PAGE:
That's the risk that you run when you do engine mods in California. But let's pretend we're in a situation where we don't have to worry about cops or state refs. Well, you still have the other major problem. Passing smog testing and registering your car. This is what got me. The only reason I could register my car in California is because I paid the smog technician $300 to "pass" my car. Now, California has cracked down on these "buyable" smog techs, and I lost my hook up. I couldn't get it registered because it wouldn't pass smog. My standalone ECU was mounted on the passenger kickplate, and any smog tech would have laughed his ass off while giving me an automatic smog failure.

 

True, I could have just as much fun in a car with 200HP as a car with 800HP. However, buying a pre-75 chassis at least allows me the option to build to 800HP. Legally.

 

Something 70s and European could work. So long as it's pre-75.

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Lurch
Posted (edited)

How do kit cars fall? Could you register something like a Factory Five Cobra replica as a 60's Cobra? That's about the main older chassis I'd really want to put big power in. At least they can fit some pretty massive tires and there's plenty of aftermarket there. Otherwise, you are restomodding the Corvette or whatever other old muscle car into something that will probably cost more than a Cobra (and be slower). A Cobra with 400-500 whp, 2200 lbs. square set of 18x13/335 BFG's would be just ridiculously fast all around. There's a few people in my local SCCA chapter with cars fitting that bill and they're just insane.

Edited by Lurch

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Noale

If I recall, kit cars have their own set of rules to follow. You still have to deal with emissions, but they may be much more loose on what standards you have to meet. Since California is the toughest state to build a car in, you can likely find info online about the topic from people who have tried it. As for the Factory Five Cobra specifically, I highly doubt you could register it as a 60s Cobra. Your registration sheet will probably say the year that you built it. HOWEVER, they may assign a different year based on the engine you use. I only know the basics because my neighbor actually completed a Cobra kit car about 3 years ago, and I asked a few questions. The real pain in the ass with kit cars is making it official. You have to get the car inspected by basically every agency (DMV, CHP, BAR, etc) and get the greenlight from all of them. Regarding price, I know for a fact a C3 Corvette will cost me less than a replica Cobra. It will be a big enough difference that given the same budget, I could install a blower on the Corvette, and buy a spare motor.

 

As for that square set up of 18x13. It doesn't make much sense from my perspective. While it's true that a wider tire gives you a bigger tread patch, there's a point where the added rotational weight of the wheel and tire negate and possibly even hinder your traction gains. An SCCA car (for auto-x or whatever else they do) running 13" widths has gone too far in my opinion. I wouldn't even run that for just the rear. That's coming from someone who has actually ran 18x13s in the rear before. :lol:

 

5B7nHGJ.jpg

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sivispacem

15" wide rears are pretty common amongst stuff like T70 replicas used in competitive racing (be that sprint and other club class or historic endurance). The Gardner Douglas ones run 15x12" fronts and 15x15" rears.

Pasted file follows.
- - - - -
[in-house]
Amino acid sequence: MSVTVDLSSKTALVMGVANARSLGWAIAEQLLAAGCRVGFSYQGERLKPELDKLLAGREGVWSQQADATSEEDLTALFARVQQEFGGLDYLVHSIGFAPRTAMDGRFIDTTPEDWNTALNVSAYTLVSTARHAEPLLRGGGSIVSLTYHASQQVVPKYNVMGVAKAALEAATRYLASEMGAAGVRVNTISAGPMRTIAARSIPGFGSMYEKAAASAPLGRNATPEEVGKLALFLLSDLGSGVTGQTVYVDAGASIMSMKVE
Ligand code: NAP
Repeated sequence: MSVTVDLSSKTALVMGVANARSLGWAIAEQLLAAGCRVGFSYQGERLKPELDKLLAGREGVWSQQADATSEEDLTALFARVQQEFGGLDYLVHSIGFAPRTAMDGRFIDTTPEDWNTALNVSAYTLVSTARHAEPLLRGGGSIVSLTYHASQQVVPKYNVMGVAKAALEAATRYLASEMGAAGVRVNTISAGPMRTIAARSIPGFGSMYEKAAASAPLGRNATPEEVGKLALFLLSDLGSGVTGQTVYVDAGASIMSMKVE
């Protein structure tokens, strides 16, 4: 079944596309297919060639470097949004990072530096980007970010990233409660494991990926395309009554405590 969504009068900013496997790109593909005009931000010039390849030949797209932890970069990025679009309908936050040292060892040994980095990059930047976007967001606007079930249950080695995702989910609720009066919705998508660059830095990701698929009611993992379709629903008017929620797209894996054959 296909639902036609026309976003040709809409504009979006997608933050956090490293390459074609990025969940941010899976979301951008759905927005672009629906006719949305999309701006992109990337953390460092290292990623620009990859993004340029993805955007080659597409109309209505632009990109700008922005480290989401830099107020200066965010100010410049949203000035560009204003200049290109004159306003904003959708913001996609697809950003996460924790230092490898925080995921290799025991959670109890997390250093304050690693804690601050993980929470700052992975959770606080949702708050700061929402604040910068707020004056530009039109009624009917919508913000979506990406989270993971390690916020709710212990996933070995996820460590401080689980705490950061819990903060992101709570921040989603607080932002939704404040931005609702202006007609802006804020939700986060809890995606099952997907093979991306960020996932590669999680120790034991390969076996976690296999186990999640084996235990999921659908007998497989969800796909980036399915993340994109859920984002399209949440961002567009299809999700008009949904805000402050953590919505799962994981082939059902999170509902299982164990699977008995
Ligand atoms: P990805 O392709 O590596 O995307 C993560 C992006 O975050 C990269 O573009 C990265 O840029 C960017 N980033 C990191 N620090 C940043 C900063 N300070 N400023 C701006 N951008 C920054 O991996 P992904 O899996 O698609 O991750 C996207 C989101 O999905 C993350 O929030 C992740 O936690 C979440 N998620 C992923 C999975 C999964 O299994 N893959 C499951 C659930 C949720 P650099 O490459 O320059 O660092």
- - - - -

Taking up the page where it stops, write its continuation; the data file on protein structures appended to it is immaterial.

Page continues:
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Noale
Posted (edited)

Fairly certain a T70 replica is on the far extreme side of things. If I show up to an SCCA event, I don't expect to see your average Joe running anything close to 13", or even 15".

 

Edit: I'd wager that a large fraction of SCCA cars would even struggle to fit an 12" wheel under their fenders.

Edited by Noale

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sivispacem

I put T70s in a similar class of "extremity" to most of the high power Cobra replicas.

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Lurch
Posted (edited)

I think most of your seriously prepped AutoX/track cars (or even a serious mountain running street car) running in the 500whp range is getting much more common seeing those wider wheels these days. It's definitely what the current trend is. Massive rubber, slight stretch seems to be the fast way nowadays and what cars at the pointy end are doing. Think cars like SCCA SOLO CAM class or Optima Ultimate Street Car Challenge. At least nationally competitive stuff. And I think for most of your lighter wheels (CCW's and most of the custom size stuff like that), the weight increase of the extra inch or so of width isn't enough to offset how much better the tire reacts. Hence why you have Miatas now on 12's/295's.

 

As for price, how much do you think a nice Cobra would set you back? I know there's such a massive variance of what a kit would even start at. But I think it's at least a better starting platform. Most everything made in the 60's/70's is just kind of a dog to drive compared to modern stuff unless you just throw absolute f*cktons of money at it. I know people that have 80k in 1st gen Camaros. Too much for my blood. There are people building cool C2/C3's so I know it can be done, but I feel like any of them that I would want to drive (as in no strictly straight line cars), have a lot spent getting them up to that level of prep compared to other cars.

Edited by Lurch

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Noale
Posted (edited)
I put T70s in a similar class of "extremity" to most of the high power Cobra replicas.

Isn't the T70 notorious for it's wide rear fitment? What are the stock wheel widths for a T70 vs a Cobra?

 

I think most of your seriously prepped AutoX/track cars (or even a serious mountain running street car) running in the 500whp range is getting much more common seeing those wider wheels these days. It's definitely what the current trend is. Massive rubber, slight stretch seems to be the fast way nowadays and what cars at the pointy end are doing. Think cars like SCCA SOLO CAM class or Optima Ultimate Street Car Challenge. At least nationally competitive stuff.

 

How many are really running 13s? In the rear maybe if they're running a Viper/Corvette (which is 13 or close to it from the factory). How about fronts?

Edited by Noale

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Lurch
Posted (edited)

Probably more common on something like ESP Mustangs/Camaros than Corvettes. Though I do see plenty of Corvettes running 335's/12's up front. They naturally have a ton of clearance up front but owners don't seem to like hacking up fenders as much. :lol: